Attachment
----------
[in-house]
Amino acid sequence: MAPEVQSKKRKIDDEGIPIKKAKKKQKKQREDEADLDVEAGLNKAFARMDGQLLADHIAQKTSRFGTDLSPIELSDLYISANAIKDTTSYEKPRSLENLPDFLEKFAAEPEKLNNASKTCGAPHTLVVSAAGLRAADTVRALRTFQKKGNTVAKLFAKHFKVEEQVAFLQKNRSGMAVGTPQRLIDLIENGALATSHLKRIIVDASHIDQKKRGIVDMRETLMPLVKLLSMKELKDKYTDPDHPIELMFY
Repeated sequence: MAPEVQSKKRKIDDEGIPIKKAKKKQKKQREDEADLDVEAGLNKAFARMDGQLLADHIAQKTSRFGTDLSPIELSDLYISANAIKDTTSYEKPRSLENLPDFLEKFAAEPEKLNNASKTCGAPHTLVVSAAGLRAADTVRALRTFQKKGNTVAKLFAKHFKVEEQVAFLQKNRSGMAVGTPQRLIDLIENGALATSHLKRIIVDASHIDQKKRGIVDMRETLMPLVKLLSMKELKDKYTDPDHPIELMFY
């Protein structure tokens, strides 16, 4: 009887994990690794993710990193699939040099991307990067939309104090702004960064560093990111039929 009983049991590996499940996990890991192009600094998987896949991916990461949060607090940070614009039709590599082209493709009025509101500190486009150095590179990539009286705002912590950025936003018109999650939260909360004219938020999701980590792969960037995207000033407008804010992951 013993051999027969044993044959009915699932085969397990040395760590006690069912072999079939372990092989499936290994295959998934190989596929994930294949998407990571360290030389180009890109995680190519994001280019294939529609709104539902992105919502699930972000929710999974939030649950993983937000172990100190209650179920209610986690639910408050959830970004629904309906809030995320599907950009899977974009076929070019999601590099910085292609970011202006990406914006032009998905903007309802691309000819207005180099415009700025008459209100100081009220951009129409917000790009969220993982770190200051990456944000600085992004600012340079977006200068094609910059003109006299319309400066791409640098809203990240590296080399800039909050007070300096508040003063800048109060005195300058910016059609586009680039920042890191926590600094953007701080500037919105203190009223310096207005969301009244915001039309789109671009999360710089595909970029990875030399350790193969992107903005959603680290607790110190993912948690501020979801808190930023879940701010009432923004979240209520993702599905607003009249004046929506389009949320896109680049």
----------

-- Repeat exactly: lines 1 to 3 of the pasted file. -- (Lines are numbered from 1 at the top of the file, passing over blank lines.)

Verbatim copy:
[in-house]
Amino acid sequence: MAPEVQSKKRKIDDEGIPIKKAKKKQKKQREDEADLDVEAGLNKAFARMDGQLLADHIAQKTSRFGTDLSPIELSDLYISANAIKDTTSYEKPRSLENLPDFLEKFAAEPEKLNNASKTCGAPHTLVVSAAGLRAADTVRALRTFQKKGNTVAKLFAKHFKVEEQVAFLQKNRSGMAVGTPQRLIDLIENGALATSHLKRIIVDASHIDQKKRGIVDMRETLMPLVKLLSMKELKDKYTDPDHPIELMFY
Repeated sequence: MAPEVQSKKRKIDDEGIPIKKAKKKQKKQREDEADLDVEAGLNKAFARMDGQLLADHIAQKTSRFGTDLSPIELSDLYISANAIKDTTSYEKPRSLENLPDFLEKFAAEPEKLNNASKTCGAPHTLVVSAAGLRAADTVRALRTFQKKGNTVAKLFAKHFKVEEQVAFLQKNRSGMAVGTPQRLIDLIENGALATSHLKRIIVDASHIDQKKRGIVDMRETLMPLVKLLSMKELKDKYTDPDHPIELMFY